Besançon's Vauban citadel has been listed as a UNESCO World Heritage Site. Louis XIV of France conquered the city for the first time in 1668, but the Treaty of Aix-la-Chapelle returned it to Spain within a matter of months. While it was in French hands, the famed military engineer Vauban visited the city and drew up plans for its fortification. The Spaniards built the main centre point of the city's defences, 'la Citadelle', siting it on Mont Saint-Étienne, which closes the neck of the oxbow that is the site of the original town. In their construction, the Spaniards followed Vauban's designs.
In 1674, French troops recaptured the city, which the Treaty of Nijmegen (1678) then awarded to France. As a result of control passing to France, Vauban returned to working on the citadel's fortifications, and those of the city. This process lasted until 1711, some 30 years, and the walls built then surround the city. Between the train station and the central city there is a complex moat system that now serves road traffic. Numerous forts, some of which date back to that time and that incorporate Vauban's designs elements sit on the six hills that surround the city: Fort de Trois Châtels, Fort Chaudanne, Fort du Petit Chaudanne, Fort Griffon, Fort des Justices, Fort de Beauregard and Fort de Brégille. The citadel itself has two dry moats, with an outer and inner court. In the evenings, the illuminated Citadelle stands above the city as a landmark and a testament to Vauban's genius as a military engineer.
The Citadel is built on top of a large syncline on a rectangular field crossed across its width by three successive bastions (enclosures, or fronts) behind which extend three plazas. The whole is surrounded by walls covered by circular paths and punctuated by watchtowers and sentry posts. The walls are up to 15 to 20 metres high with a thickness between 5 and 6 metres.References:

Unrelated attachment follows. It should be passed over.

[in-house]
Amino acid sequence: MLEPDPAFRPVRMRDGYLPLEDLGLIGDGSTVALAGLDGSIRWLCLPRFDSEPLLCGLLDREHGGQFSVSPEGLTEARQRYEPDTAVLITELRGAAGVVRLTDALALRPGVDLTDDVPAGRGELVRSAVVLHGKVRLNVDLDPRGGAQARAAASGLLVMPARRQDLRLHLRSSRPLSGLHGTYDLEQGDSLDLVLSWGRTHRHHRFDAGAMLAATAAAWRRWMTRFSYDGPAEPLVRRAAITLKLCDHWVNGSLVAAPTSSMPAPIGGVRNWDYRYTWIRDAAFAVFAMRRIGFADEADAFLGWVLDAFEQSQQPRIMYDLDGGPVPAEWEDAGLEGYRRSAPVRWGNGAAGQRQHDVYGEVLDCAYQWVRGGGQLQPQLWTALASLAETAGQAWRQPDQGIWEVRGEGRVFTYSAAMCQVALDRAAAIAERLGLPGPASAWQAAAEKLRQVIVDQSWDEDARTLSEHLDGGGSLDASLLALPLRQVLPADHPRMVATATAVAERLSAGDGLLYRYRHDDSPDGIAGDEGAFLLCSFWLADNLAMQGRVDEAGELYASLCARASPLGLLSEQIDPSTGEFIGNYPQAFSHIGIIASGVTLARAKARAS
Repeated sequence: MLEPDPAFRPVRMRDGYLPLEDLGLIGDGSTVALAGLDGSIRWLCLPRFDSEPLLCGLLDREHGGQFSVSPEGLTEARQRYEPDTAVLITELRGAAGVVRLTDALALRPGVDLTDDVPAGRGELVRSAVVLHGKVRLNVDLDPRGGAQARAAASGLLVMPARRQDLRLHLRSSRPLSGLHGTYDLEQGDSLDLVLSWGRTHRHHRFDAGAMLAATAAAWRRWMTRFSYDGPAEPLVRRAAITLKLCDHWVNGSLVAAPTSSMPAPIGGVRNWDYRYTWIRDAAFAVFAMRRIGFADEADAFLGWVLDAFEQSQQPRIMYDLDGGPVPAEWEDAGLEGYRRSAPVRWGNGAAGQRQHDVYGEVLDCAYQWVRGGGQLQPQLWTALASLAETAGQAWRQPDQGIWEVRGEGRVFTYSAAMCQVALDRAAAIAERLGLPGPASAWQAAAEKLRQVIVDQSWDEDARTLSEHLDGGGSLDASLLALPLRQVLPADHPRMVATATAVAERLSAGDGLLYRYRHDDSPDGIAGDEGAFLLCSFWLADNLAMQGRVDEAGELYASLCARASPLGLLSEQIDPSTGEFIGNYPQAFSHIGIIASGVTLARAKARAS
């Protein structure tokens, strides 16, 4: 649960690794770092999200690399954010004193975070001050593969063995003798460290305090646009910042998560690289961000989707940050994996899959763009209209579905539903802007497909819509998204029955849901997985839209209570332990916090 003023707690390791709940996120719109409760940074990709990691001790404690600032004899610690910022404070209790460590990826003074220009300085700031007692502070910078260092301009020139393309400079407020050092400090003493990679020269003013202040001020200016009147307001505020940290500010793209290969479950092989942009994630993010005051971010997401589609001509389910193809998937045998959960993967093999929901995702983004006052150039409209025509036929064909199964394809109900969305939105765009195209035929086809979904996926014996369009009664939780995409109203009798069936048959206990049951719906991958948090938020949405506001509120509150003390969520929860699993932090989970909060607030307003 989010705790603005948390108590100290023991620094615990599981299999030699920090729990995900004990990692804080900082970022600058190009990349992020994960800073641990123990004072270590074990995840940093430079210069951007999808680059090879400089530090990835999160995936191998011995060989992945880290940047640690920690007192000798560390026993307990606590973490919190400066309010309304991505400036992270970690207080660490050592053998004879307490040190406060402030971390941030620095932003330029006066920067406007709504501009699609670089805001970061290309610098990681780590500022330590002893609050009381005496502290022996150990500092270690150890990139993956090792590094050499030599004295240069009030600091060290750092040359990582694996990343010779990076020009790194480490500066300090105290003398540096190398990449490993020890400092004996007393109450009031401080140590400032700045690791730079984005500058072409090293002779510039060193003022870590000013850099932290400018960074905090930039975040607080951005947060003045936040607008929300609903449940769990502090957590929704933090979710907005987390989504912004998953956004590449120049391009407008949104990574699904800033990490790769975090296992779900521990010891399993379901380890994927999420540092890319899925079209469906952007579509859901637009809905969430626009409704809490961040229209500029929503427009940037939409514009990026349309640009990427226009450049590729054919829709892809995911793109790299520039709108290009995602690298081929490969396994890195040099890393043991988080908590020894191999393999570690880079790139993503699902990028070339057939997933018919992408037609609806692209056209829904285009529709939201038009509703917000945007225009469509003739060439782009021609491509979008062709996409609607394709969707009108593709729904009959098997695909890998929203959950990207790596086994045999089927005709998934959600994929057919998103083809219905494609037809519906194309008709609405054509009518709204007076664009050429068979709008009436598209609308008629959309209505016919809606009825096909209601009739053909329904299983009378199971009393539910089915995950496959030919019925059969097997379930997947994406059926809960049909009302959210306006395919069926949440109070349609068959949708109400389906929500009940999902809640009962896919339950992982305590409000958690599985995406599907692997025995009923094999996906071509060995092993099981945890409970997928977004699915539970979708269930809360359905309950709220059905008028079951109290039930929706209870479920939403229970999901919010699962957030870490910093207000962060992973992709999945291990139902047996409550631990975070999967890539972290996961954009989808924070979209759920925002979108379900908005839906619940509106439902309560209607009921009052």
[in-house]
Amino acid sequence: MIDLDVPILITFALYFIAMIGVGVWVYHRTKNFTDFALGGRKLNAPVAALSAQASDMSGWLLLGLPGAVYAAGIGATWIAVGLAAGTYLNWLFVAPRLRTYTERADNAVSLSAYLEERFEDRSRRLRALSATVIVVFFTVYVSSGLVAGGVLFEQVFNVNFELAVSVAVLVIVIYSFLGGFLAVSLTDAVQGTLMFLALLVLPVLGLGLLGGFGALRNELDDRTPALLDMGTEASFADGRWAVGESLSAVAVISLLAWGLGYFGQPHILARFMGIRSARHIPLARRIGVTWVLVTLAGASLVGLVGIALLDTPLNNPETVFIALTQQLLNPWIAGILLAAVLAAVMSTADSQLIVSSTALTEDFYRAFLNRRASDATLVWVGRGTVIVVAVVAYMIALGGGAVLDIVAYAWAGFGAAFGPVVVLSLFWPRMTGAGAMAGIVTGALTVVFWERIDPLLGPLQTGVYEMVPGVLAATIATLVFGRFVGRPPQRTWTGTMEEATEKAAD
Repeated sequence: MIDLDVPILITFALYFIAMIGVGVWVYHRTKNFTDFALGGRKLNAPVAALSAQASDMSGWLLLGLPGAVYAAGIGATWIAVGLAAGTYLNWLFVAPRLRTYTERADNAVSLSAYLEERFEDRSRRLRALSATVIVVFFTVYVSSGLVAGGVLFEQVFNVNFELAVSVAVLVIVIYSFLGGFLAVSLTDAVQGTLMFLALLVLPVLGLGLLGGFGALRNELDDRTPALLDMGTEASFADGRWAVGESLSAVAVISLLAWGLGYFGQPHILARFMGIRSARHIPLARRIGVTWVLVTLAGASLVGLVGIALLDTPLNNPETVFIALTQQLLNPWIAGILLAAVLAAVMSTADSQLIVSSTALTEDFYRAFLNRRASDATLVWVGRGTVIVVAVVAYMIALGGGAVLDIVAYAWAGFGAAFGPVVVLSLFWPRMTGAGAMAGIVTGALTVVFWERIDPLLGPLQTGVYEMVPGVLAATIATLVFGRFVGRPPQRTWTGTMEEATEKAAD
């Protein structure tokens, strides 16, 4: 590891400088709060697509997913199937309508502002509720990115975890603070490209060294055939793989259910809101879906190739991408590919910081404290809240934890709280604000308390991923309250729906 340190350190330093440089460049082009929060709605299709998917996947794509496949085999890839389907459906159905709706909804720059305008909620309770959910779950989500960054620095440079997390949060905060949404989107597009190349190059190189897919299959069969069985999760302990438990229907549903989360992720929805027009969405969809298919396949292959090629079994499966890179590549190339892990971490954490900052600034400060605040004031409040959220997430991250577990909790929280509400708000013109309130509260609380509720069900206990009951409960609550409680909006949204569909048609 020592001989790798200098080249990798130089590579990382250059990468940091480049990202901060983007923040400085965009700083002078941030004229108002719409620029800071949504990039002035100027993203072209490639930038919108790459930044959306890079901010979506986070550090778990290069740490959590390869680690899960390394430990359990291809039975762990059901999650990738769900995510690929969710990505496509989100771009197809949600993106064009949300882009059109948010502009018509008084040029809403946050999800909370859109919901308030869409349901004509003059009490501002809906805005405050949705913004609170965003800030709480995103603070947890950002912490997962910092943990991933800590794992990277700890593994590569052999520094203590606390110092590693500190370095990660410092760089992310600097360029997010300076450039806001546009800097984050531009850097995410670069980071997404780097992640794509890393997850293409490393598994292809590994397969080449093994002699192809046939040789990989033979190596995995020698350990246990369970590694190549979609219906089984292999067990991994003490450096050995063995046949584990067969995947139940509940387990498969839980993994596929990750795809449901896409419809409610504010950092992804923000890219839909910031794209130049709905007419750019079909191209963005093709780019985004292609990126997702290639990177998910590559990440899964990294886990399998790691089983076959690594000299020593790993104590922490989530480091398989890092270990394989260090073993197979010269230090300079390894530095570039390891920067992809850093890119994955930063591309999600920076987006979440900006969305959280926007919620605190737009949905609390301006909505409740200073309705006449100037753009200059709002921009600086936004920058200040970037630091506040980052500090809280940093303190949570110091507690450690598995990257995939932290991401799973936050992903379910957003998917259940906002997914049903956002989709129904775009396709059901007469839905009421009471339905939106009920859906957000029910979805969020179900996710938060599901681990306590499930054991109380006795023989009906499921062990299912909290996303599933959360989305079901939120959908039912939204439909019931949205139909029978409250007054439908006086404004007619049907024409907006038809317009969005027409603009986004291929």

Olargues is a good example of a French medieval town and rated as one of the most beautiful villages in France. It was occupied by the Romans, the Vandals and the Visigoths. At the end of the 11th century the Jaur valley came under the authority of the Château of the Viscount of Minerve. The following centuries saw a succession of wars and epidemics, and it was not until the 18th century that Olargues became re-established. This was due to the prosperity of local agriculture and artisanal industry.
The Pont du Diable, 'Devil's Bridge', is said to date back to 1202 and is reputed to be the scene of transactions between the people of Olargues and the devil. The old village is clustered around the belltower, which was formerly the main tower of the castle (Romanesque construction). The old shops have marble frontages and overhanging upper storeys. A museum of popular traditions and art is to be found in the stairs of the Commanderie.